Over the past year-and-a-half, meat and meat by-products have slowly been disappearing from our shopping lists. Partly for health, partly for our food budget, the move was hugely for the farm animals we mindlessly began calling “food.”
A few weeks ago, it was official. A cold splash in the face, a wake-up call to the fact that even though we were doing quite a bit already, portions of our diet were still (unknowingly) perpetuating the industry we were loath to change. It was time to put up or shut up.
I don’t shut up easily.
What a surprisingly pleasant journey it’s been! Filled with new friends, a renewed connection to our environment, tasty new recipes, vegan modifications to some old favorites, we spring forth with a new respect for the trillions of beings already sacrificed (but that will no longer be sacrificed) just for the seconds of pleasure spent on our taste buds.
It’s not all been peaches and
cream coconut milk.
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Ten Hardest Things About Going Vegan
1. Awkwardness. My saying “no thank you” to the meat dishes served at functions and social luncheons, instead loading my plate with salad greens and fruit, piques people’s curiosity. Obviously fit and in good health (I’m only slightly larger than I was 25 years ago) someone invariably asks me if I’m counting calories.
2. Dining Out. It can be exhausting having to specify “don’t bring the butter” or “no cheese please” on vegetarian menu items. I continue to be amazed at how dairy-entrenched restaurants are — even ones who claim a solid vegan menu. In standard SAD restaurants, otherwise perfectly tasty beans or greens dishes have been flavored with piggy flesh, a favorite for the Texas taste bud, and though delicious, are decidedly not veggie.
3. Dining In. Dairy-rich desserts and ice cream (the lack of them) and the frustrating weeks of convincing four kids that there are other options out there. In and out of the grocery, trying dozens of frozen treats, we have finally reached an accord. Either that, or they’ve completely forgotten what ice cream tastes like.
4. Meat “Substitutes” Not Exactly Substitutes. Beware the wolf in sheep’s clothing. Many of these products labeled as “meatless” contain casein, a protein extracted from cow’s milk, the liquid flesh.
5. Tennis Court Shoes. Impossible to find a non-leather, no-marking sole in a AA width. I had to give up and go with a shoe that had some leather on it, though I can see a trend in the “no leather” market. Perhaps in a few years. But I couldn’t wait; I had holes in my soles and the shoe fit.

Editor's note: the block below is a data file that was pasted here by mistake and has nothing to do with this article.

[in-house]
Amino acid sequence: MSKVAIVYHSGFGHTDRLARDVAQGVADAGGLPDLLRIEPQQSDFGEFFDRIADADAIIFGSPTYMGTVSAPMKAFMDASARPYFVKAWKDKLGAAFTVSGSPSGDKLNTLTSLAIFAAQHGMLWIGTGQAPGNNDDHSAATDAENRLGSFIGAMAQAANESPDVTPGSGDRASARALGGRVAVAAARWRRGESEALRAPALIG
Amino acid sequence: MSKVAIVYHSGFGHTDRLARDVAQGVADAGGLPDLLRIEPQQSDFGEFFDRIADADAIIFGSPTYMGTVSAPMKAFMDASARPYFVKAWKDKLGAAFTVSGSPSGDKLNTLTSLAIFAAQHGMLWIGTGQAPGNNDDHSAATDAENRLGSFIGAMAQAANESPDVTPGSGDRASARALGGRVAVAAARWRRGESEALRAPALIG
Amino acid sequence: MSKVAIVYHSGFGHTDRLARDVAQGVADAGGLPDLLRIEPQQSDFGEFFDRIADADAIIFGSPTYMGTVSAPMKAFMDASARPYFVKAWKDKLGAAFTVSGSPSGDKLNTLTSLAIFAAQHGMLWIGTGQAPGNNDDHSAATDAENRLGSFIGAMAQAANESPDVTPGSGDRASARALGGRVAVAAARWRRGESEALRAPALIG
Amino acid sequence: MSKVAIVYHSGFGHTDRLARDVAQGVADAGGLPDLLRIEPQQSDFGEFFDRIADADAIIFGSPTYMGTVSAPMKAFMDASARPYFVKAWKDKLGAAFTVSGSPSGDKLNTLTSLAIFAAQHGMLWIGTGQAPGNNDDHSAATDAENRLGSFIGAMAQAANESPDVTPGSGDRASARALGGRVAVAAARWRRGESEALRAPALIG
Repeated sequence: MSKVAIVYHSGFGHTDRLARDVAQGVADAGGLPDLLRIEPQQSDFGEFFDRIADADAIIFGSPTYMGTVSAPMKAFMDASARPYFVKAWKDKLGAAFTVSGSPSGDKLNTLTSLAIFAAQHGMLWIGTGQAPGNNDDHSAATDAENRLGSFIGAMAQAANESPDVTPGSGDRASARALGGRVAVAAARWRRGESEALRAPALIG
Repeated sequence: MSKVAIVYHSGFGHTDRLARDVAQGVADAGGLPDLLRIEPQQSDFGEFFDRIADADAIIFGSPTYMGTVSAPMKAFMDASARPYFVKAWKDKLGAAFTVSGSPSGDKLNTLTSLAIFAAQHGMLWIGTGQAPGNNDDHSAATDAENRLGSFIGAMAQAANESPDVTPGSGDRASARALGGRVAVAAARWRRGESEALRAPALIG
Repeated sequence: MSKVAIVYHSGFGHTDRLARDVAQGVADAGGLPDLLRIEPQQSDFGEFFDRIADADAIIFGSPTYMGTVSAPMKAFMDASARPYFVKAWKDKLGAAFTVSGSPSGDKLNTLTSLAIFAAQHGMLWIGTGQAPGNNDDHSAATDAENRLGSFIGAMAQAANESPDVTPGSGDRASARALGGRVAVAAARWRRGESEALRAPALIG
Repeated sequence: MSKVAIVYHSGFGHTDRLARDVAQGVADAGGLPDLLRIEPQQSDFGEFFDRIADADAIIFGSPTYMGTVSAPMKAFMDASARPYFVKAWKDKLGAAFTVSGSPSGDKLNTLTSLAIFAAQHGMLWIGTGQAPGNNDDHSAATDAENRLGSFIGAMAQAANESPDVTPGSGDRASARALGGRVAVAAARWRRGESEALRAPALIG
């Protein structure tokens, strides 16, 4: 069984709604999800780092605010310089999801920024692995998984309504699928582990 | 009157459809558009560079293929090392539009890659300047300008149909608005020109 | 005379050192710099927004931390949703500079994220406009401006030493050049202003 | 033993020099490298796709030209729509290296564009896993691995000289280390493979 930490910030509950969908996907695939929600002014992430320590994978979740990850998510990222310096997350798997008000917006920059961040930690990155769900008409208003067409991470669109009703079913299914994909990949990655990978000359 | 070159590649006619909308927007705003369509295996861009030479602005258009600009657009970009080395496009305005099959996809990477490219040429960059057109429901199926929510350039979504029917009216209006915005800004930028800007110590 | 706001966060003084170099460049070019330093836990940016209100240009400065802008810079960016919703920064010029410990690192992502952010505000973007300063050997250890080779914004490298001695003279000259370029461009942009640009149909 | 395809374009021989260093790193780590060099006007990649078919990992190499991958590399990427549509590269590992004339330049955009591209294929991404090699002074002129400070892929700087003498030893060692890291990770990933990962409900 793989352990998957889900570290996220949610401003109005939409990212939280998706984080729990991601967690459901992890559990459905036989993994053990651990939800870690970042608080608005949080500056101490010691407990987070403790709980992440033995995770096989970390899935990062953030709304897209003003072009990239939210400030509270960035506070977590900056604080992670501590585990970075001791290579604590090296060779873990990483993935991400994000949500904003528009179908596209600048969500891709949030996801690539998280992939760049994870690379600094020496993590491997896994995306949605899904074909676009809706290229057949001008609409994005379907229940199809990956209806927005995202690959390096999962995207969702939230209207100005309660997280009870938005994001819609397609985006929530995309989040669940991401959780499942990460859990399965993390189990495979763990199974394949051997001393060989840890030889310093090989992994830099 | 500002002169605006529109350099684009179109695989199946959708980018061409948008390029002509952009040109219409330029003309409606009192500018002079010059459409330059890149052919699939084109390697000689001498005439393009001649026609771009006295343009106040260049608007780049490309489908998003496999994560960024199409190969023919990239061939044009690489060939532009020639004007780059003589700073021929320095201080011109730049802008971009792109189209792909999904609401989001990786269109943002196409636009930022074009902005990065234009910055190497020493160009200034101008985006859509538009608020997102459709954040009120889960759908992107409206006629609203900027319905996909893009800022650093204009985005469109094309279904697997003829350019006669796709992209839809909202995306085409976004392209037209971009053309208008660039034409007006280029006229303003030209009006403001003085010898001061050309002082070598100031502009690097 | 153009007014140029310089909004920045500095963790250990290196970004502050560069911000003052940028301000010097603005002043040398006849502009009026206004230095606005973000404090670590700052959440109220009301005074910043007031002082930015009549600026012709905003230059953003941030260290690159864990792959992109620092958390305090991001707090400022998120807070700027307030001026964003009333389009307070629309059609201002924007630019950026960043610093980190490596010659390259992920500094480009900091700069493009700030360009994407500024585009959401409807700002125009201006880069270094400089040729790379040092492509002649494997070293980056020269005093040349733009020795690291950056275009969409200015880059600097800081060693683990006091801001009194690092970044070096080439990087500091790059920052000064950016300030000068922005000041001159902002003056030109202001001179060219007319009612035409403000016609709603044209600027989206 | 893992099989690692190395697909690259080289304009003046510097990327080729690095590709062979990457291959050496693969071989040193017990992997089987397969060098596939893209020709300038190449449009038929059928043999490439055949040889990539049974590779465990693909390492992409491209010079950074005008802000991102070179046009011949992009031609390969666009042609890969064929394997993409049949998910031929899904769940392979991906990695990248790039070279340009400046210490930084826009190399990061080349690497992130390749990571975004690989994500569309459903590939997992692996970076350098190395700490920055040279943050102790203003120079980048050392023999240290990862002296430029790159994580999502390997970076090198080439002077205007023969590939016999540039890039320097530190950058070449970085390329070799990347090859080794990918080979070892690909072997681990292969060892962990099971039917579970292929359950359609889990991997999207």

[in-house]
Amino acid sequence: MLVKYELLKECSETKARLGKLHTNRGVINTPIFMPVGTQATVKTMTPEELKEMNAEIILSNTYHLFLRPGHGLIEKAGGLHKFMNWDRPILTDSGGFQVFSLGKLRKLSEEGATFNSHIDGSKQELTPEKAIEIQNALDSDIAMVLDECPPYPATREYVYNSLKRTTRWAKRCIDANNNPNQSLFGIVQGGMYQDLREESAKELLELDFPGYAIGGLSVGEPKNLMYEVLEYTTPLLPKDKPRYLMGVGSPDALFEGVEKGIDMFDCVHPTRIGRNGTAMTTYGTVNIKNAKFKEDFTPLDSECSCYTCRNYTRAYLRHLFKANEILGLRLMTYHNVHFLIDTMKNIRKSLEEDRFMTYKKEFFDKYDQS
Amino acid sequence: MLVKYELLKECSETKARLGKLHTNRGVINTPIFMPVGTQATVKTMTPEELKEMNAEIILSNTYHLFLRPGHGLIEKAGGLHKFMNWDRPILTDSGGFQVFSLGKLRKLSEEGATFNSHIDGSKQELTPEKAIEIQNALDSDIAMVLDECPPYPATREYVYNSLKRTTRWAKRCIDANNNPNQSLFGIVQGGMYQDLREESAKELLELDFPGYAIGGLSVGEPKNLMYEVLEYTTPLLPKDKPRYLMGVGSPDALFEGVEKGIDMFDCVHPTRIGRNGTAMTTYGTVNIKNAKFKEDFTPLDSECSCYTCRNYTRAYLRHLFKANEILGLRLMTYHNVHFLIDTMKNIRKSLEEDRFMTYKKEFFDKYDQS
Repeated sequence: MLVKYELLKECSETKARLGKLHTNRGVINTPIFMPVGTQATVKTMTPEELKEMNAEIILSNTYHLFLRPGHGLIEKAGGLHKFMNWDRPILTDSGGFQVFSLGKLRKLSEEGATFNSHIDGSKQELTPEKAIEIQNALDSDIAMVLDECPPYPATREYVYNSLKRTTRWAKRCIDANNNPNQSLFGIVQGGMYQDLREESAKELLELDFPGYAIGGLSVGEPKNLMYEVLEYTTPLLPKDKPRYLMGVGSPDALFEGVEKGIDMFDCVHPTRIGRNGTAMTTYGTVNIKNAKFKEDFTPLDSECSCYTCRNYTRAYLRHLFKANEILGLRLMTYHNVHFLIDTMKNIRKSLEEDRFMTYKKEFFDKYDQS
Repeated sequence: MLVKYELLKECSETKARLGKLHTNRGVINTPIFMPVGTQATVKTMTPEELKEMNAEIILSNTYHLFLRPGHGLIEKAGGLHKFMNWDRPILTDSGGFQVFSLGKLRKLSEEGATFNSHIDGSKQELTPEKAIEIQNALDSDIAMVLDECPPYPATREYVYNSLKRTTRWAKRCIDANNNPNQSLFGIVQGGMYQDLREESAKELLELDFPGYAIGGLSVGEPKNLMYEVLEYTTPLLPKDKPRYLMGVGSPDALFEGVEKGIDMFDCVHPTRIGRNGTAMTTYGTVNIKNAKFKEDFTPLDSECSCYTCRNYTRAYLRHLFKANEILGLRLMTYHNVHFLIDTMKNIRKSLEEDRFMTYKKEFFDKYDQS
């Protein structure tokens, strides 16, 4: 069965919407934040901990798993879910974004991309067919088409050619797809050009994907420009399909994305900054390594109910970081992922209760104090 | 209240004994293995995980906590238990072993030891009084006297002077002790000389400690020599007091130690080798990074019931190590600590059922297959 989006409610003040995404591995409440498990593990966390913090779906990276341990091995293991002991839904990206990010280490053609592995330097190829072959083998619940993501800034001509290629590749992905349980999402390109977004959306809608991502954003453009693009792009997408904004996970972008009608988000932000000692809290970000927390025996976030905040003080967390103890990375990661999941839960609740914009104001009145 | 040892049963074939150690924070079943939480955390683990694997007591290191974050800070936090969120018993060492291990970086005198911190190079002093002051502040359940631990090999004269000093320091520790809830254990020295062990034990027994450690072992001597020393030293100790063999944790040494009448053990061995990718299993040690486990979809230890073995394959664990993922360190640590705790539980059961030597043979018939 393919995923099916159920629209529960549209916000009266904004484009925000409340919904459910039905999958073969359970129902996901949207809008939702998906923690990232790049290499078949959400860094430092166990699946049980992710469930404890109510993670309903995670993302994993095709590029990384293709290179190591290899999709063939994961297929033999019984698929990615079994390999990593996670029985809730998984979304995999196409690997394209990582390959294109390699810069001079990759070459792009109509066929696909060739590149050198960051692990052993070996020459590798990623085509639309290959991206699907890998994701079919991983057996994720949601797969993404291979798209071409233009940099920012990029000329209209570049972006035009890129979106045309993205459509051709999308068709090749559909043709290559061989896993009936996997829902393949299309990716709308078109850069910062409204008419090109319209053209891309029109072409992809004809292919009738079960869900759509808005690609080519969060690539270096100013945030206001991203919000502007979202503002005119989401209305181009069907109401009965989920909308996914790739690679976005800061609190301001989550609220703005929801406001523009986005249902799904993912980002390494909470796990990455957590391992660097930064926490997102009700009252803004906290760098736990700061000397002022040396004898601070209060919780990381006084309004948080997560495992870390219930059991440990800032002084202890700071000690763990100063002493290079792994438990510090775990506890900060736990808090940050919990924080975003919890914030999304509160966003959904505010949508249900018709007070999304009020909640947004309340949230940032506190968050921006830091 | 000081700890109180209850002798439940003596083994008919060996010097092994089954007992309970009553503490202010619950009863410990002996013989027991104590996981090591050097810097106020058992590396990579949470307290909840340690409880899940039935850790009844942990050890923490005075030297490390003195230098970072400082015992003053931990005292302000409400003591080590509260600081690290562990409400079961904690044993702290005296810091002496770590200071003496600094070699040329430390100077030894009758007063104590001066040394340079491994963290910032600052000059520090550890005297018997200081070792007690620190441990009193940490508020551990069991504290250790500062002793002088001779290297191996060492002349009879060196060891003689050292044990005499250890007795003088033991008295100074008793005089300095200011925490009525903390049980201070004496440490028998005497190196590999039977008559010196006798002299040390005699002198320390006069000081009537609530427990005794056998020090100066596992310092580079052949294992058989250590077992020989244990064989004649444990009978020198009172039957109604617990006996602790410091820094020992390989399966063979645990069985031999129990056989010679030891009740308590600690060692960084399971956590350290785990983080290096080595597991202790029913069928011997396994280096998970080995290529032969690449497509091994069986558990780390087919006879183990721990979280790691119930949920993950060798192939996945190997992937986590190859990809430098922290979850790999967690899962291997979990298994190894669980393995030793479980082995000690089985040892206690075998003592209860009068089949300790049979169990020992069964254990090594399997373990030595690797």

6. Make-Up, Care Products, and Wool. I really could care less about these items, but I must list them because animals are everywhere on shelves of America. Wool is decidedly not for Texas weather, and I haven’t worn make-up or bathed in decades. No prob for me there.
7. Companion Animals, Big and Small. Explaining to the kids that, in fact, no we will not be raising our own cow just so we can drink her calves’ milk. We’ll save the energy-in-doesn’t-equal-energy-out equations (that shore up the real reasons why dairy sucks) for when their math is a little better. No pet either.
8. Thanksgiving Dinner. The next function hosted by moi will be meatless, dairy-less, egg-less. Period. That pretty much knocks all of my family’s best traditional recipes off the menu, including Mammaw’s bacon-fat-and-turkey-dripping-laden bread dressing. Sadly, it may knock most of my family guests off the RSVP list, too.
9. Uncertainty With GMO’s. Legumes (peas, soy, beans, some nuts) provide an excellent source of plant protein, but today’s agriculture trends have forced most of them into genetically-modified organisms (GMO’s) in only 10 short years. The short-term effects of ingested GMO vegetables range from alarming – sterilized rats, dead hamsters, blue sex organs – to unknown, yet the American companies who profit from GMO’s have been left in charge of conducting further studies for the long-term effects. No pun, but I smell a rat. I’ll stick with mostly protein-rich leaves, for the meantime anyway.
10. Starting a New Blog. As if I didn’t have enough to do already. Psh.